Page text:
We then investigated the effect of E2 on FGF receptor expression. mRNA from endothelial cells were reverse-transcribed using a common oligonucleotide. The sequence coding the third immunoglobulin-like domain was amplified and restriction analysis was used to distinguish between the IIIb and IIIc variant of receptors (Figure 6A). We found that both FGFR1 and R2 are expressed in our primary cell cultures but essentially FGFR1 presented the splicing variant coding the FGF2 high affinity receptor isoform (FGFR1 IIIc) (Figure 6A). Using real-time PCR analysis, we showed that E2 increased FGFR1 IIIc mRNA 1.8-fold in Fgf2+/+ and 2-fold in Fgf2lmw−/− endothelial cells, whereas it has no effect on FGFR1 IIIc expression in Fgf2−/− endothelial cells (Figure 6B).
After determining the time course of FGF2-stimulated ERK phosphorylation in endothelial cells (Figure 7A), we found that FGF2-sustained ERK phosphorylation could be efficiently prevented by siRNA Fgfr1 transfection (Figure 7B), demonstrating the functional efficacy of FGFR blockade and the predominance of FGFR1 in the signal transduction of FGF2lmw. The Fgfr1 mRNA was significantly reduced after siRNA Fgfr1 transfection of endothelial cells (Figure 7C), but its blockade did not alter the E2-stimulated migration (Figure 7D), demonstrating the independence of E2-elicited migration from FGFR.
SMN was recently shown to specifically interact with FGF2hmw. SMN mRNA and protein were found to be expressed in cultured endothelial cells but no change of SMN expression could be detected after E2-treatment (Figure 8A and 8B). FIF was also recently found to be an intracellular partner of the HMW FGF2.15 The abundance of Fif mRNA and protein were then assessed in cultured endothelial cells, and both were found to be increased on E2 exposure (Figure 8C and 8D). The induction of FIF protein expression by E2 was also altered by siRNA, resulting in 80% inhibition, whereas scramble siRNA had no significant effect (Figure 8D). The partial suppression of Fif induced an attenuation of the stimulating effect of E2 on Fgf2+/+ cell migration and an abolition of the effect in Fgf2lmw−/− (Figure 8E), this result being in the line with the role of FGF2hmw.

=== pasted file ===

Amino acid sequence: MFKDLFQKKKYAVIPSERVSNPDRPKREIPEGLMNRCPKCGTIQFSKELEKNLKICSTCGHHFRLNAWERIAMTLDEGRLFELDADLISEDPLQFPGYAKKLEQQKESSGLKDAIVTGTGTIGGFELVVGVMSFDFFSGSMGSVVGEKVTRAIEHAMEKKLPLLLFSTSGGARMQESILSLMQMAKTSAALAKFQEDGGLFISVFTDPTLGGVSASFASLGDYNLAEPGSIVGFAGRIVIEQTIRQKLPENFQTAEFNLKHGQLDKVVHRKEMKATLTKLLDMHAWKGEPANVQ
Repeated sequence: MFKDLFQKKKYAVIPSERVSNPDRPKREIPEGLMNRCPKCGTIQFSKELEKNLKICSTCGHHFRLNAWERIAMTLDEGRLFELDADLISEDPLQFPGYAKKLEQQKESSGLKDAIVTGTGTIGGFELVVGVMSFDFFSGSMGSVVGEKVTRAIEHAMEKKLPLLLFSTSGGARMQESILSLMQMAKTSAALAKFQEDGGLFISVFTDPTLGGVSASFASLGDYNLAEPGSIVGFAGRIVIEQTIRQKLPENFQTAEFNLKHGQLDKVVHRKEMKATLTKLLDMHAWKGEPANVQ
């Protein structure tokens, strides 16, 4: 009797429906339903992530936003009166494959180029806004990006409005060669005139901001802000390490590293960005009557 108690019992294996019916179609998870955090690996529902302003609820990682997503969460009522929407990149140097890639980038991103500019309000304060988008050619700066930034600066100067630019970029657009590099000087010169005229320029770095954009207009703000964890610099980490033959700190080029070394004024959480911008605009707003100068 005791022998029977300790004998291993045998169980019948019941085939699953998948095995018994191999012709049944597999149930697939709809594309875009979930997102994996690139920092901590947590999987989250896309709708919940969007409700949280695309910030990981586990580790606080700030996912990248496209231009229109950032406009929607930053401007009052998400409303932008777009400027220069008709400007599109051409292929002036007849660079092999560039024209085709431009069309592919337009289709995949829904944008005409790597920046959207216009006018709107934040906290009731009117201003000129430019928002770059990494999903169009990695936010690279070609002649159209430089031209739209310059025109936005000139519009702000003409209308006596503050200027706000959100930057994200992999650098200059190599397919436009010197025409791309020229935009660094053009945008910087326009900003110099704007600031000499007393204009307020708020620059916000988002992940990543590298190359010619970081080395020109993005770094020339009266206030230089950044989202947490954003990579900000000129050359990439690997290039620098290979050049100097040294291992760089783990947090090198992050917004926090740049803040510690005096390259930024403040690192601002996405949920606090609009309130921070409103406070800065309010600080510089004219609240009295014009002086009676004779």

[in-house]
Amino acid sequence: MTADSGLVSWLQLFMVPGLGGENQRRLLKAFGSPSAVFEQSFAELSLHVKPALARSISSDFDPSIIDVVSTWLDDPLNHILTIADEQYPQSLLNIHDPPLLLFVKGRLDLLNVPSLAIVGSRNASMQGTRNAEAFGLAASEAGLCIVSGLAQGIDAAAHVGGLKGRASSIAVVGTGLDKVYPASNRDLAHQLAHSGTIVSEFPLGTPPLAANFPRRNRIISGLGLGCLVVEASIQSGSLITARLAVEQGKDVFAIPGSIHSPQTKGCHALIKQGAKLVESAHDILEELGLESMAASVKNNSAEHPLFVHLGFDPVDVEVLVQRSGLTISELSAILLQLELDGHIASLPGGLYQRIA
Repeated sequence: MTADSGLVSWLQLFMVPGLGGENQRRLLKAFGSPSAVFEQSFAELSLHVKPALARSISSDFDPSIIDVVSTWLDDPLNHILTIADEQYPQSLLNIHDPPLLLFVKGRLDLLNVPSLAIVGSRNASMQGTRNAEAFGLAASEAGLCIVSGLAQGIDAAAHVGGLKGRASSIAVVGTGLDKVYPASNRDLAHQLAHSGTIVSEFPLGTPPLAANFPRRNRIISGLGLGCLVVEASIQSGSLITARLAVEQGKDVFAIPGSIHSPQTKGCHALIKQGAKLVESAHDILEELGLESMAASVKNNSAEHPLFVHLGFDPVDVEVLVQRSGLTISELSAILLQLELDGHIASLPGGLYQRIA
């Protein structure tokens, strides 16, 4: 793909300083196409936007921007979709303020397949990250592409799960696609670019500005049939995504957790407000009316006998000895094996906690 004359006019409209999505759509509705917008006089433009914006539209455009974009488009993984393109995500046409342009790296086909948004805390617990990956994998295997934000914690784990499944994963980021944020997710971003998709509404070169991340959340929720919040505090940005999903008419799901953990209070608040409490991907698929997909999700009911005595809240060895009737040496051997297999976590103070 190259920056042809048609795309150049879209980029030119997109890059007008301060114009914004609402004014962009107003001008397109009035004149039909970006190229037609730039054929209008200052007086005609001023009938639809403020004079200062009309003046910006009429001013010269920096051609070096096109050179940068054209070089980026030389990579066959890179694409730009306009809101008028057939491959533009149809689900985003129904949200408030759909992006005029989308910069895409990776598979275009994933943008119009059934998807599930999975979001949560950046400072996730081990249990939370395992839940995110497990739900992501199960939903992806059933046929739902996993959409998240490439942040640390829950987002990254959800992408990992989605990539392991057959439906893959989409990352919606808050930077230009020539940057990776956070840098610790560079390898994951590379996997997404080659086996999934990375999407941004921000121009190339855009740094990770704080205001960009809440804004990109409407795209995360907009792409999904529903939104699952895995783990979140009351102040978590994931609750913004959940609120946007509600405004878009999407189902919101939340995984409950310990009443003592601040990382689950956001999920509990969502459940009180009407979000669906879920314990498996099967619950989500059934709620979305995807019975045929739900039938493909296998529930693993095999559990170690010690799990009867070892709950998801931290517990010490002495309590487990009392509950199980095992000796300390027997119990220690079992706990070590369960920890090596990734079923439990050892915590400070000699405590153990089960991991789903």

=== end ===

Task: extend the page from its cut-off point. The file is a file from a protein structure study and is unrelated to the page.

It is now clear that the effects of E2 are not limited to the field of reproduction but have many extrareproductive effects, in particular in the pathophysiology of atherosclerosis27 and in angiogenesis.3,28 Johns et al4 have shown that ERα mediates the stimulating effect of E2 on angiogenesis. In the present work, the angiogenic effect of E2 was abolished in ERα−/− mice,22 a model of complete ERα gene inactivation,26 confirming that the ERα is required to mediate the angiogenic effect of E2, and the results of angiogenesis obtained in both transgenic models are valid. In addition, we found that the stimulating effect of E2 on endothelial cell migration and proliferation was mediated by ERα and completely antagonized by raloxifene and ICI 182780.29